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The guard hairs are much thinner than the quills and can be used for tying segmented bodies on small dry flies. They can be used for tails, legs and antennas. The guard hairs are tapered for a touch of realism. Porcupine guard hairs can be dyed different colors to commendatory whatever you are tying. They can also be colored using a permanent marker pen.
A good substitute for porcupine guard hairs would be moose mane hairs which are more readily available and will cost less.
If the porcupine quills are old or have been improperly processed they could become brittle, which would make them unsuitable for most fly tying purposes. Usually this is not a problem, but not out of the question.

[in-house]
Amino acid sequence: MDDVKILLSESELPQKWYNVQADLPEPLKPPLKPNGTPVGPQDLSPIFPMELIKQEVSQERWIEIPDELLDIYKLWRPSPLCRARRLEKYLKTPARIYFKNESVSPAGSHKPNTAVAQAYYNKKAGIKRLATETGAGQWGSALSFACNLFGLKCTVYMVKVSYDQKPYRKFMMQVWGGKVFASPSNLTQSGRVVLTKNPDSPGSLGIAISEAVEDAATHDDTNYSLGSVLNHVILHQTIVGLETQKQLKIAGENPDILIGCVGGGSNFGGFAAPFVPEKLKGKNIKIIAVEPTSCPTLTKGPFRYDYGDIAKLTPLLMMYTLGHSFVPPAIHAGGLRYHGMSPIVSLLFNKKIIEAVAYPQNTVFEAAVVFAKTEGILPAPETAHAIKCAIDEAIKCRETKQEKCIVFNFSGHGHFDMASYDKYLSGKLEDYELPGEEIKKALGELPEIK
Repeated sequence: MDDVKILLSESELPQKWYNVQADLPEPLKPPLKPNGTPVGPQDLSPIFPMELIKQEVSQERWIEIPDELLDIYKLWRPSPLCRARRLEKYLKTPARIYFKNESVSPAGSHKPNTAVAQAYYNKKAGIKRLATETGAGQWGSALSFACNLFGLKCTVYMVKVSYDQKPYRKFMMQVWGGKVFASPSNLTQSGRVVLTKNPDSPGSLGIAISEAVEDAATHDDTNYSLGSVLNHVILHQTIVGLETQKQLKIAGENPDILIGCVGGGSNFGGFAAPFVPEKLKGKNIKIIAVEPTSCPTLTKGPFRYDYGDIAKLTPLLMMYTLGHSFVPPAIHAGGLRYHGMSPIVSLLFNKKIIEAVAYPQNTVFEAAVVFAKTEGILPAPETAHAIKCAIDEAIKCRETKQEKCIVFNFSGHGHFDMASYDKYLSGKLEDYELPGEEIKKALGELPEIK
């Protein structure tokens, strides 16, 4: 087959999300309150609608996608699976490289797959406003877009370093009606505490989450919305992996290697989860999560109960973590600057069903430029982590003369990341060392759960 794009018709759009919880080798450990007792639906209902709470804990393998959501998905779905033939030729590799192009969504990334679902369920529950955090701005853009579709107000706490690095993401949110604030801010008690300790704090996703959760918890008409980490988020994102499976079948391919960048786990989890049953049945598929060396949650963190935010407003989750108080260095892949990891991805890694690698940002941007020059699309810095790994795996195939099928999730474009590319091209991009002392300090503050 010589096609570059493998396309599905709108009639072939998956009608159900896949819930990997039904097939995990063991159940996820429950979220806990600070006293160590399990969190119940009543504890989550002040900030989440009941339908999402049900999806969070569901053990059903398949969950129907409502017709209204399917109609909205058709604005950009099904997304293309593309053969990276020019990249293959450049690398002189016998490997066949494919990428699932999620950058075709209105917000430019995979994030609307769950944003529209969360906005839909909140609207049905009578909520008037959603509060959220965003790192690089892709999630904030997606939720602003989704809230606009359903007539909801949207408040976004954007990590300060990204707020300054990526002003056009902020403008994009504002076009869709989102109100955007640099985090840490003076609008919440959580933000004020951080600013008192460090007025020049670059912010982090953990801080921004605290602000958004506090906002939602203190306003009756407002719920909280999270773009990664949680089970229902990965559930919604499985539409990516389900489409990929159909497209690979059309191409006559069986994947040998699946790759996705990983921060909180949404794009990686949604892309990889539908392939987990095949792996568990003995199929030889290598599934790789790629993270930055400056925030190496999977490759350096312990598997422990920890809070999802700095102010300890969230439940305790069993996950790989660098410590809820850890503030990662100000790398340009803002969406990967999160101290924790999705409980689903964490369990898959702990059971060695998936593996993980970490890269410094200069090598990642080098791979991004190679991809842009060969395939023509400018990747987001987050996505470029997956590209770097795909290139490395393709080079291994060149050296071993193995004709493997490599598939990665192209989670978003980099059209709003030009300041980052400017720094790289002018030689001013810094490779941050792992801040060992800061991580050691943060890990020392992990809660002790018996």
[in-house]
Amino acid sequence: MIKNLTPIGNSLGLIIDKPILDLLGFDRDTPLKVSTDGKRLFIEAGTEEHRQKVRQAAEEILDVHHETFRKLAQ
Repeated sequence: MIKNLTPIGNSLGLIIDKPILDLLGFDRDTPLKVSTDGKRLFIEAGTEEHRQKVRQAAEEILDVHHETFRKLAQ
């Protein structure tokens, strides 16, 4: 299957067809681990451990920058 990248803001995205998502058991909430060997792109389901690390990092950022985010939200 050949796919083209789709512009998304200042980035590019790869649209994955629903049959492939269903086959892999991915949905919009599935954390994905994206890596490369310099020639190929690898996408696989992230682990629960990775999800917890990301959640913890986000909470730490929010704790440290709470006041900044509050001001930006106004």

A porcupine skin would last most fly tyers a lifetime and while they are getting rarer it is still fairly easy to acquire. Most fly tying shops will not have them but if you know any hunters then your odds went way up of finding one. A search of the Internet should also produce results.
Should you come across a porcupine skin the best way to remove the quills is throw a blanket or towel on it and the quills will attach themselves to it.
If acquiring porcupine from a hunter then precautions need to be taken to avoid insects or other critters that could infest your other fly tying supplies.FLY TYING HAIR AND FUR CARE
Also check the section on feather care and storage for more ideas pertaining to this subject
FLY TYING HAIR AND FUR
Fly tying equipment and materials
reference guide. Learn how to tie
flies for fishing and display.
FLY TYING HAIR AND FURS